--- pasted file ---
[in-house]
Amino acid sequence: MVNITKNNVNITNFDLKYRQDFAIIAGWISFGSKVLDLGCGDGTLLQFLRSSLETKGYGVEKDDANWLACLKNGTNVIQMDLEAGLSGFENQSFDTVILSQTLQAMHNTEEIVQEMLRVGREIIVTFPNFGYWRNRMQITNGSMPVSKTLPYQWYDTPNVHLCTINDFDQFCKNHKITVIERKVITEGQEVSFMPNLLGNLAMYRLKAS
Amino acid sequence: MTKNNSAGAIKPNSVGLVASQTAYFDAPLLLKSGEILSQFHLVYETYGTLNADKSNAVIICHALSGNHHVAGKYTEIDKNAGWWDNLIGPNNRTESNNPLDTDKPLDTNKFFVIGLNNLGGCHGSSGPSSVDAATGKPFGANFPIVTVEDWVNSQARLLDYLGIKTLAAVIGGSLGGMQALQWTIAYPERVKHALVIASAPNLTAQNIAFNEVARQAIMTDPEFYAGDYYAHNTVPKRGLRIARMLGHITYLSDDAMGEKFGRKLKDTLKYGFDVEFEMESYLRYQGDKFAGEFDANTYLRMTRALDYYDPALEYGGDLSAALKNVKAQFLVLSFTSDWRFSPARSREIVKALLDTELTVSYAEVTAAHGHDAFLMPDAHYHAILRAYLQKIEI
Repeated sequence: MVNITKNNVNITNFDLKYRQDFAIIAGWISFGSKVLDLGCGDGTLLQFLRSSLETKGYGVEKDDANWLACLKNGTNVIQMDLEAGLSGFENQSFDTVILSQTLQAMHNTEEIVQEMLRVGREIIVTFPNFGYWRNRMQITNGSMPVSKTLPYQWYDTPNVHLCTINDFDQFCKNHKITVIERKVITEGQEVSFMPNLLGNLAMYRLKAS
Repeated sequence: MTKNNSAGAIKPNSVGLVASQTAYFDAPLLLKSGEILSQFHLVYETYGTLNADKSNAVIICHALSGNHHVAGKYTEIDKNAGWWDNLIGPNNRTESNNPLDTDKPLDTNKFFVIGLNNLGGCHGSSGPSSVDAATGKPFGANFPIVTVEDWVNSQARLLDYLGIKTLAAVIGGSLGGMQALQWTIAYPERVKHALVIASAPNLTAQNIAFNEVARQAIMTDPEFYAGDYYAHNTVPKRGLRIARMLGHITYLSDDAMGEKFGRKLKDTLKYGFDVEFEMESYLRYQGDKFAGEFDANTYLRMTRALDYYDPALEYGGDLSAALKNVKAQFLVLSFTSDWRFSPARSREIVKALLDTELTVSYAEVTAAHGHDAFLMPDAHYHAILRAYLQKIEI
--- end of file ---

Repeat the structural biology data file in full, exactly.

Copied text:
[in-house]
Amino acid sequence: MVNITKNNVNITNFDLKYRQDFAIIAGWISFGSKVLDLGCGDGTLLQFLRSSLETKGYGVEKDDANWLACLKNGTNVIQMDLEAGLSGFENQSFDTVILSQTLQAMHNTEEIVQEMLRVGREIIVTFPNFGYWRNRMQITNGSMPVSKTLPYQWYDTPNVHLCTINDFDQFCKNHKITVIERKVITEGQEVSFMPNLLGNLAMYRLKAS
Amino acid sequence: MTKNNSAGAIKPNSVGLVASQTAYFDAPLLLKSGEILSQFHLVYETYGTLNADKSNAVIICHALSGNHHVAGKYTEIDKNAGWWDNLIGPNNRTESNNPLDTDKPLDTNKFFVIGLNNLGGCHGSSGPSSVDAATGKPFGANFPIVTVEDWVNSQARLLDYLGIKTLAAVIGGSLGGMQALQWTIAYPERVKHALVIASAPNLTAQNIAFNEVARQAIMTDPEFYAGDYYAHNTVPKRGLRIARMLGHITYLSDDAMGEKFGRKLKDTLKYGFDVEFEMESYLRYQGDKFAGEFDANTYLRMTRALDYYDPALEYGGDLSAALKNVKAQFLVLSFTSDWRFSPARSREIVKALLDTELTVSYAEVTAAHGHDAFLMPDAHYHAILRAYLQKIEI
Repeated sequence: MVNITKNNVNITNFDLKYRQDFAIIAGWISFGSKVLDLGCGDGTLLQFLRSSLETKGYGVEKDDANWLACLKNGTNVIQMDLEAGLSGFENQSFDTVILSQTLQAMHNTEEIVQEMLRVGREIIVTFPNFGYWRNRMQITNGSMPVSKTLPYQWYDTPNVHLCTINDFDQFCKNHKITVIERKVITEGQEVSFMPNLLGNLAMYRLKAS
Repeated sequence: MTKNNSAGAIKPNSVGLVASQTAYFDAPLLLKSGEILSQFHLVYETYGTLNADKSNAVIICHALSGNHHVAGKYTEIDKNAGWWDNLIGPNNRTESNNPLDTDKPLDTNKFFVIGLNNLGGCHGSSGPSSVDAATGKPFGANFPIVTVEDWVNSQARLLDYLGIKTLAAVIGGSLGGMQALQWTIAYPERVKHALVIASAPNLTAQNIAFNEVARQAIMTDPEFYAGDYYAHNTVPKRGLRIARMLGHITYLSDDAMGEKFGRKLKDTLKYGFDVEFEMESYLRYQGDKFAGEFDANTYLRMTRALDYYDPALEYGGDLSAALKNVKAQFLVLSFTSDWRFSPARSREIVKALLDTELTVSYAEVTAAHGHDAFLMPDAHYHAILRAYLQKIEI